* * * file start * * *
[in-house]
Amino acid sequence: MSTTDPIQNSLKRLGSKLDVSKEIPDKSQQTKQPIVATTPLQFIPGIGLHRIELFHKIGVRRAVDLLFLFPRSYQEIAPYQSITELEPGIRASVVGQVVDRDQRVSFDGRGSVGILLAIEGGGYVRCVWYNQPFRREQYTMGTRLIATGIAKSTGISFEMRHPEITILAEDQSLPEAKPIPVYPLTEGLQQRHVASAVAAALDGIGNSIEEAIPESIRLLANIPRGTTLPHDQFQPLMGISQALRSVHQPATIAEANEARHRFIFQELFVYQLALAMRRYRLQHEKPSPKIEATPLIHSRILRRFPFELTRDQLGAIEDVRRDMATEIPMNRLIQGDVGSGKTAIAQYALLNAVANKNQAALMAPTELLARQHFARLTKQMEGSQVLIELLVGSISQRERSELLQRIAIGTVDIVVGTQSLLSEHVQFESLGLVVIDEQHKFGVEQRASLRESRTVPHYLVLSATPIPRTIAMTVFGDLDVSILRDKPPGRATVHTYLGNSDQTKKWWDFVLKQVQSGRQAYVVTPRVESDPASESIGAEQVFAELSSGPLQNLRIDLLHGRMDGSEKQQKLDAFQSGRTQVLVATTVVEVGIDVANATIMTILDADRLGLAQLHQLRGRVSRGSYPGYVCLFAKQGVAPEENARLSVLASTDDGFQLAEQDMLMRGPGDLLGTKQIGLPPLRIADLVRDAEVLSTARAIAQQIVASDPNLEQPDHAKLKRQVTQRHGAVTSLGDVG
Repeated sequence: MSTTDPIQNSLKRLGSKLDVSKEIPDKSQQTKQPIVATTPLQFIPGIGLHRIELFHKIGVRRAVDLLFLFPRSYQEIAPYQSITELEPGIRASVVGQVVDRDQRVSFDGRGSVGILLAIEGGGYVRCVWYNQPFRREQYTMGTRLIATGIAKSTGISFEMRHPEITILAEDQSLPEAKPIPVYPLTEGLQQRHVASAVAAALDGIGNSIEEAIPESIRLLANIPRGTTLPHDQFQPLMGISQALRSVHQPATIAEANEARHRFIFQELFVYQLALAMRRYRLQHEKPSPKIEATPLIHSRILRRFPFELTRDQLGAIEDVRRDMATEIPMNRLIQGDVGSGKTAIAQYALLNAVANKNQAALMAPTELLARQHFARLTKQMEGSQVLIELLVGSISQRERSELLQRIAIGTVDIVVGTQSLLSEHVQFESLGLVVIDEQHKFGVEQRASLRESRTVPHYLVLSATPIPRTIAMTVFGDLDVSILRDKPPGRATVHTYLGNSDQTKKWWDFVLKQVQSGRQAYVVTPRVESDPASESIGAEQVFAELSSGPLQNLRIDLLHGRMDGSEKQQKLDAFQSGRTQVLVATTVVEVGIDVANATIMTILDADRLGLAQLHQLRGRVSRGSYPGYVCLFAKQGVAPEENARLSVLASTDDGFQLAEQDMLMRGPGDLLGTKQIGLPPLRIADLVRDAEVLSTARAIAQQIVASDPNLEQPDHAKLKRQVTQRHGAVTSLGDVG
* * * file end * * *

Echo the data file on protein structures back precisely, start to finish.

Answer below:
[in-house]
Amino acid sequence: MSTTDPIQNSLKRLGSKLDVSKEIPDKSQQTKQPIVATTPLQFIPGIGLHRIELFHKIGVRRAVDLLFLFPRSYQEIAPYQSITELEPGIRASVVGQVVDRDQRVSFDGRGSVGILLAIEGGGYVRCVWYNQPFRREQYTMGTRLIATGIAKSTGISFEMRHPEITILAEDQSLPEAKPIPVYPLTEGLQQRHVASAVAAALDGIGNSIEEAIPESIRLLANIPRGTTLPHDQFQPLMGISQALRSVHQPATIAEANEARHRFIFQELFVYQLALAMRRYRLQHEKPSPKIEATPLIHSRILRRFPFELTRDQLGAIEDVRRDMATEIPMNRLIQGDVGSGKTAIAQYALLNAVANKNQAALMAPTELLARQHFARLTKQMEGSQVLIELLVGSISQRERSELLQRIAIGTVDIVVGTQSLLSEHVQFESLGLVVIDEQHKFGVEQRASLRESRTVPHYLVLSATPIPRTIAMTVFGDLDVSILRDKPPGRATVHTYLGNSDQTKKWWDFVLKQVQSGRQAYVVTPRVESDPASESIGAEQVFAELSSGPLQNLRIDLLHGRMDGSEKQQKLDAFQSGRTQVLVATTVVEVGIDVANATIMTILDADRLGLAQLHQLRGRVSRGSYPGYVCLFAKQGVAPEENARLSVLASTDDGFQLAEQDMLMRGPGDLLGTKQIGLPPLRIADLVRDAEVLSTARAIAQQIVASDPNLEQPDHAKLKRQVTQRHGAVTSLGDVG
Repeated sequence: MSTTDPIQNSLKRLGSKLDVSKEIPDKSQQTKQPIVATTPLQFIPGIGLHRIELFHKIGVRRAVDLLFLFPRSYQEIAPYQSITELEPGIRASVVGQVVDRDQRVSFDGRGSVGILLAIEGGGYVRCVWYNQPFRREQYTMGTRLIATGIAKSTGISFEMRHPEITILAEDQSLPEAKPIPVYPLTEGLQQRHVASAVAAALDGIGNSIEEAIPESIRLLANIPRGTTLPHDQFQPLMGISQALRSVHQPATIAEANEARHRFIFQELFVYQLALAMRRYRLQHEKPSPKIEATPLIHSRILRRFPFELTRDQLGAIEDVRRDMATEIPMNRLIQGDVGSGKTAIAQYALLNAVANKNQAALMAPTELLARQHFARLTKQMEGSQVLIELLVGSISQRERSELLQRIAIGTVDIVVGTQSLLSEHVQFESLGLVVIDEQHKFGVEQRASLRESRTVPHYLVLSATPIPRTIAMTVFGDLDVSILRDKPPGRATVHTYLGNSDQTKKWWDFVLKQVQSGRQAYVVTPRVESDPASESIGAEQVFAELSSGPLQNLRIDLLHGRMDGSEKQQKLDAFQSGRTQVLVATTVVEVGIDVANATIMTILDADRLGLAQLHQLRGRVSRGSYPGYVCLFAKQGVAPEENARLSVLASTDDGFQLAEQDMLMRGPGDLLGTKQIGLPPLRIADLVRDAEVLSTARAIAQQIVASDPNLEQPDHAKLKRQVTQRHGAVTSLGDVG